Board Feet on the Incorrectnet

Good grief.

I’m planning a workbench project to replace the workbench-shaped object that graces my shop.  It’s crooked, too light and has vises that don’t vise.  And it’s a topic for another day.

Jackel Enterprises has a sale on currently, $2.50 per board foot for recycled Douglas Fir timbers.  Here is my line of thinking: “Maybe I should pick up enough to make a benchtop, it would be good practice with my hand planes and shouldn’t be too much money.”

Being lazy I googled “board foot calculators”.  Top of the list is the Board Foot Calculator from the University of Missouri.  I plug in 4″ thick by 18″ wide by 96″ long, and $2.50 per board foot.  OK, I need 576 board feel and $1,440.  WHAT?  If you navigate up a level from that page you’ll see that they have a very nice page on the Measurements and Pricing of Primary Wood Materials where they explain that board feet are calculated as (length * width * thickness) / 12.  Not likely.

The third entry on the google results page is another calculator from Sawdust and Shavings.  They explain, correctly, that board feet is a volumetric measure.  One board foot = 144 cubic inches.  They even give the correct formula, then proceeds to calculate it incorrectly.

So the top two sites as ranked by google provide the wrong answer.  Must be the new math.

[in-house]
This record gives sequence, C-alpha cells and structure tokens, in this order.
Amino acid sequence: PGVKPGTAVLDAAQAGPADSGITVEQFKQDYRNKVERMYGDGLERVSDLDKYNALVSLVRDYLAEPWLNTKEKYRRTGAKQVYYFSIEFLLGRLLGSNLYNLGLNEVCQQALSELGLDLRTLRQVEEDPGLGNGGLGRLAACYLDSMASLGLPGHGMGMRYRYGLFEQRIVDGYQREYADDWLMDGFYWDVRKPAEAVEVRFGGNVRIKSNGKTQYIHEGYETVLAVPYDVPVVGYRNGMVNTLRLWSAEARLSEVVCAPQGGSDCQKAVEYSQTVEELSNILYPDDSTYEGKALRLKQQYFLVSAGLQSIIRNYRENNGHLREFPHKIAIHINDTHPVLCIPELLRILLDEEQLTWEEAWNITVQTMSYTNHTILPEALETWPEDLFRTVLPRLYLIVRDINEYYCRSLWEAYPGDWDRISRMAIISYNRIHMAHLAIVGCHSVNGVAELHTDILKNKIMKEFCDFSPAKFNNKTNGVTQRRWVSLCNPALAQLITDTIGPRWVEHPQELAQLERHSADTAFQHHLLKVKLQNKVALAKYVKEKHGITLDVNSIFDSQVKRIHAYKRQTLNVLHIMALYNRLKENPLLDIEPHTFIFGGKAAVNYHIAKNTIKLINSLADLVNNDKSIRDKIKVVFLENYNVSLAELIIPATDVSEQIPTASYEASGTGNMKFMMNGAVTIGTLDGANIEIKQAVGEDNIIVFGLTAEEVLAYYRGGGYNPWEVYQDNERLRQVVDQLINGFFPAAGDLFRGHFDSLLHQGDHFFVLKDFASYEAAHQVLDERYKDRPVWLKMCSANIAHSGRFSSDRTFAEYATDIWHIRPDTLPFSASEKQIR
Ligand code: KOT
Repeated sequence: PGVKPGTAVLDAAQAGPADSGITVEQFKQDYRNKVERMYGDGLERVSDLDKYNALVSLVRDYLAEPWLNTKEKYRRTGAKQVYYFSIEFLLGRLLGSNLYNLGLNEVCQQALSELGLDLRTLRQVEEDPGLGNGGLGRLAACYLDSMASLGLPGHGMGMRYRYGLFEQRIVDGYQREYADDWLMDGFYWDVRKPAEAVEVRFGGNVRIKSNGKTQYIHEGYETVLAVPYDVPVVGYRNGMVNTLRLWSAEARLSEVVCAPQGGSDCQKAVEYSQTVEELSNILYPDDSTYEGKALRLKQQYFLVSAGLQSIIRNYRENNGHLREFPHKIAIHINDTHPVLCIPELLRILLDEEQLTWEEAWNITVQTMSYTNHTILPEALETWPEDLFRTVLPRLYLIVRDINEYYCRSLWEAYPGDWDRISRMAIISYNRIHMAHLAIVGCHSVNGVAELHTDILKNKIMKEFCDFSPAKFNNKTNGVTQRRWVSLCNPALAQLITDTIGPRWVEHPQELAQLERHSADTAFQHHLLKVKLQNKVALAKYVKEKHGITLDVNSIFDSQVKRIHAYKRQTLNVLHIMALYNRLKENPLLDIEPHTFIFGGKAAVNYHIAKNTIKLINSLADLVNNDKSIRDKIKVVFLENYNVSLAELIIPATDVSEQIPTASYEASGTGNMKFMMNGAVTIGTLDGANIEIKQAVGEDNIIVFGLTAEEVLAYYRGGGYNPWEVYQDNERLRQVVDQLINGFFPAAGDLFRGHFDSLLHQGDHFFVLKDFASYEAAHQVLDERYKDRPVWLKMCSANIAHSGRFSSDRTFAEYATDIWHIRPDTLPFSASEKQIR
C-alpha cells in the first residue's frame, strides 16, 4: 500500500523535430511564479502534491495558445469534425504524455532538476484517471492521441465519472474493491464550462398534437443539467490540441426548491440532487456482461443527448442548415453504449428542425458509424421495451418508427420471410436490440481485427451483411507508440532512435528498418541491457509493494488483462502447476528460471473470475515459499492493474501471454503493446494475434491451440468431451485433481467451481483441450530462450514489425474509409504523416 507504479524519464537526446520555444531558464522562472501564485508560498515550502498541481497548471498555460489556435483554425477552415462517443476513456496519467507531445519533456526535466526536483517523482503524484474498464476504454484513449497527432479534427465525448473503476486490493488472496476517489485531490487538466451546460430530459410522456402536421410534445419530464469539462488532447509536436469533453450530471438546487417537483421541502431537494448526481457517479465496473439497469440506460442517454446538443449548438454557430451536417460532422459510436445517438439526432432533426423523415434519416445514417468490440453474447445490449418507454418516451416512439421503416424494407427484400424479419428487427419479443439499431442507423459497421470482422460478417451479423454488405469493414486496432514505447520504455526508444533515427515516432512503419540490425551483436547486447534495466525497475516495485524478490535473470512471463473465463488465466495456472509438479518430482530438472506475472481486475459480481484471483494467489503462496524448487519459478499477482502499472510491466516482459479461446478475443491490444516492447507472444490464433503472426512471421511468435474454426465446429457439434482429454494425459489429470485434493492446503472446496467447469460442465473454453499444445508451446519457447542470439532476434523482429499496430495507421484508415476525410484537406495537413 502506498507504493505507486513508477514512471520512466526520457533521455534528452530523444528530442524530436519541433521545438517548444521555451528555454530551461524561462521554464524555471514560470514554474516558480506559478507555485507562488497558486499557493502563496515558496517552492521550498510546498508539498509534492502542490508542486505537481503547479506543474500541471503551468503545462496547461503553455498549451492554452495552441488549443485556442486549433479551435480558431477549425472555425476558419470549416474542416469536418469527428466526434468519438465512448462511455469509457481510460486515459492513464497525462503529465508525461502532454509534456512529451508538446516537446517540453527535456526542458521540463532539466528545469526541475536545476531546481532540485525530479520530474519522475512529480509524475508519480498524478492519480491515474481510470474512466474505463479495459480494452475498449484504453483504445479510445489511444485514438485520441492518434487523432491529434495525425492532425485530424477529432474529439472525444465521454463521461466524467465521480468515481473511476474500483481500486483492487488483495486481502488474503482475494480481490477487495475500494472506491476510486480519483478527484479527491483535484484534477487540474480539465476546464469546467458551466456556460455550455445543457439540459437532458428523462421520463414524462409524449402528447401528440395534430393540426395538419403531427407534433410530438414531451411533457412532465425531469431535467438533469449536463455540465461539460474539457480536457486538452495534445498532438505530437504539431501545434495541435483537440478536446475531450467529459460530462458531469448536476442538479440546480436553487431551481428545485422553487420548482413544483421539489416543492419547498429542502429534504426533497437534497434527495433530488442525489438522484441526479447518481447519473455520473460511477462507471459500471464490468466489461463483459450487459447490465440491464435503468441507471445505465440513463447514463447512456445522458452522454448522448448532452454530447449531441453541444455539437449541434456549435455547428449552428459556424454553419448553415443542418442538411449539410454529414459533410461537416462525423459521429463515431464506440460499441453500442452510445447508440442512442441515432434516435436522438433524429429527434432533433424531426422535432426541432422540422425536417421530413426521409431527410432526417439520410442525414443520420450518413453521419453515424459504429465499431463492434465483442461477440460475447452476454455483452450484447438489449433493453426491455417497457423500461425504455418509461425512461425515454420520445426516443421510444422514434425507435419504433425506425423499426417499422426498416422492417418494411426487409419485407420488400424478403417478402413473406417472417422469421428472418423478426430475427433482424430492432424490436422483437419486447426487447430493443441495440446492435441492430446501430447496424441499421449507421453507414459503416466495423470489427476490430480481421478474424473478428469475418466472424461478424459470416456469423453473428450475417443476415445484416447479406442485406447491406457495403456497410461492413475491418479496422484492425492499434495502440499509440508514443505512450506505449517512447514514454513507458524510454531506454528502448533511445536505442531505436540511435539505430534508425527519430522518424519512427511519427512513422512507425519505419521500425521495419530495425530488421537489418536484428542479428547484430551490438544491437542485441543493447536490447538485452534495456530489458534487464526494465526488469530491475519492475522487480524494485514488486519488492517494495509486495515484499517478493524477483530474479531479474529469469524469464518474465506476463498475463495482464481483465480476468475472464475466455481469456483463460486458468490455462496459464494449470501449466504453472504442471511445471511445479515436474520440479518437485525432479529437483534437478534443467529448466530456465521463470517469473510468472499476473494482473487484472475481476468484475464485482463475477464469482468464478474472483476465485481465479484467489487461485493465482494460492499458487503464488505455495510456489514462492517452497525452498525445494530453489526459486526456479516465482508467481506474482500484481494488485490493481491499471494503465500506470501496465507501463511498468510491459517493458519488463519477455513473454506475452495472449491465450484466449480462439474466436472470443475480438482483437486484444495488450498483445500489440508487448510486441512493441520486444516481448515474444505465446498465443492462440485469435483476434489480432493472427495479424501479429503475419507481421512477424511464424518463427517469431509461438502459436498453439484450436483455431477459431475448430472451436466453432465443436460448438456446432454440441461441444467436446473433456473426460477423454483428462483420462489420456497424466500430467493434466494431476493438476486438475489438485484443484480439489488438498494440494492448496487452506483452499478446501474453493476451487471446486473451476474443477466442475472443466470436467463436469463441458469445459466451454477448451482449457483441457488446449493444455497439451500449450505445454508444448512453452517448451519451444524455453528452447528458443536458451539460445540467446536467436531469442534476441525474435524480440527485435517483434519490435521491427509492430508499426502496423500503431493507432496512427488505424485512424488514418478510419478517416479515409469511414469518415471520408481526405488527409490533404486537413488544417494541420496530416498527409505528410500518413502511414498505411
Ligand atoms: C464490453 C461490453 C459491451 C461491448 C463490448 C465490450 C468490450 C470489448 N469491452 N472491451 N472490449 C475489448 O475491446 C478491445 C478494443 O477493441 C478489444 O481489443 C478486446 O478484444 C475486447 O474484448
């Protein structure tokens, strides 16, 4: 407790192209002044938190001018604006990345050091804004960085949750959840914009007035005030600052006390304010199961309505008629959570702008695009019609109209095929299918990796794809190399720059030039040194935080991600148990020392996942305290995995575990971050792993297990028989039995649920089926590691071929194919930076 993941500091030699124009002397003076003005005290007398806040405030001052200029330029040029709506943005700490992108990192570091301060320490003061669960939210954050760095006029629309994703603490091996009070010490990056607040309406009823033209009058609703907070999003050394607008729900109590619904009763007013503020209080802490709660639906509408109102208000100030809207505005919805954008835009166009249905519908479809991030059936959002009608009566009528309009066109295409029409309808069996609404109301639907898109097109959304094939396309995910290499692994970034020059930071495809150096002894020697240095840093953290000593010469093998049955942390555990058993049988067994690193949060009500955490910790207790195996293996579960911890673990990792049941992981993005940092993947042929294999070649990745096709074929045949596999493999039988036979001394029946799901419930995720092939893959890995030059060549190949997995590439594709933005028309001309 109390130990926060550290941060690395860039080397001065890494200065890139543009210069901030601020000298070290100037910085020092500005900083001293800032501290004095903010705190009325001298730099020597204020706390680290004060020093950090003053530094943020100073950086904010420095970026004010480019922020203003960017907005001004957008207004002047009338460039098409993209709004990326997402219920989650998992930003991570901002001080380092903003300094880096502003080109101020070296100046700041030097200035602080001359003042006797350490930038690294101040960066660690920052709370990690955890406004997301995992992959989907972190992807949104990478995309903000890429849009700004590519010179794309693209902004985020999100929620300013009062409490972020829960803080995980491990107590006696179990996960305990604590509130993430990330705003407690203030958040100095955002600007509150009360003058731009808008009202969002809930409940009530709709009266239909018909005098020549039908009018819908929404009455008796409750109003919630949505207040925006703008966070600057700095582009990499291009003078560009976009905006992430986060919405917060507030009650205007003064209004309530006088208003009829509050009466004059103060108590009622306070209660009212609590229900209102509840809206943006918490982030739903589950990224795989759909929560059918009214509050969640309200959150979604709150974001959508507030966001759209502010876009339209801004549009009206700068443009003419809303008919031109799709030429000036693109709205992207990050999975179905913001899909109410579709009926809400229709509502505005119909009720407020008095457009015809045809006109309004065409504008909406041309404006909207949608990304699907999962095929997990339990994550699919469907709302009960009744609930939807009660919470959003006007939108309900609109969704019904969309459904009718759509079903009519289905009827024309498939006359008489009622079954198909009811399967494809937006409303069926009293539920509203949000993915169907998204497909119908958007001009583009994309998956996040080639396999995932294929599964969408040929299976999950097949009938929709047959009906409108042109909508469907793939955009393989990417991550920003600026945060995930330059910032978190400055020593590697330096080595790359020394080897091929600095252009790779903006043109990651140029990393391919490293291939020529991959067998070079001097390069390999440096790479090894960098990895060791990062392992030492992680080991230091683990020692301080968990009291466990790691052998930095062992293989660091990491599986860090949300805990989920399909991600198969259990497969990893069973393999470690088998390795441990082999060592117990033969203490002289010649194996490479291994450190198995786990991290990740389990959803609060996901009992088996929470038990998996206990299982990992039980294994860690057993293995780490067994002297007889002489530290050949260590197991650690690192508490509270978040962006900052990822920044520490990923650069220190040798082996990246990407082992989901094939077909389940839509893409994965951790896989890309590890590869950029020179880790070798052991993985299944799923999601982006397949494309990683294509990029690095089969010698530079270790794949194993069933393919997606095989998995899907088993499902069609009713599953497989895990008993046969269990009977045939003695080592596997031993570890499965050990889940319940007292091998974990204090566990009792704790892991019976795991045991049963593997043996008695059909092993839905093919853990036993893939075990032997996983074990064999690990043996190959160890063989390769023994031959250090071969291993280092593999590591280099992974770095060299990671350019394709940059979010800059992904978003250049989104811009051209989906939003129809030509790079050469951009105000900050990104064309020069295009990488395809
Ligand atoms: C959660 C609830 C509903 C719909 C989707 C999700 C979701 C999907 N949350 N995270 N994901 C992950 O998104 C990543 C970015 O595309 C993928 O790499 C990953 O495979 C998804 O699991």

In truth there are 48 board feet of lumber in the finished bench top (18″ x 4″ x 96″), and I’ll probably shorten it to just 6′.  Would it be wrong to buy myself an early Christmas present?

Categories: Uncategorized | Tags: , , | 4 Comments

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4 thoughts on “Board Feet on the Incorrectnet

  1. J. Pierce

    You would have gotten the proper answer on the first calculator if you had noticed that the last entry was for *feet* and not *inches*. I’ve made that same mistake when using that calculator and been left scratching my head. This gives you the 12 instead of 144 in the calculation, because you’ve already gone with feet for the length measurement.

    Interestingly enough, the second link, which gives you the formula divided by 144, which you would use if all three of your measurements are in inches (although it’s frustrating to see a formula listed without units!) still specifies “feet” for the length input field. So once again – the number you got was right – if you wanted 96 feet and not 96 inches of length. And their formula won’t work if you do it by hand and punch feet into the “divide by 144” formula. (You end up with an easy-on-the-wallet 4 board feet!)

    Either way, good luck on the bench! I’m in the middle of finishing mine, and even having a glued up heavy top on sawbenches makes everything so much easier! Be glad you went with the DF – I’ve done all that same planing in maple – no fun!

    • In the immortal words of Homer Simpson, DOH!

      I’m sure glad this isn’t “McGlynn on Math”. At work we call that operator error.

  2. Have you found Marc Spagnuolo’s board foot calculator, etc? Link -> Watch out, his site has the potential to consume hours.

    • I frequent Marc’s site, although I haven’t seen his calculator until you pointed it out. I did discover some interesting math facts, like UNITS, by writing this post. McGlynn on Math indeed.

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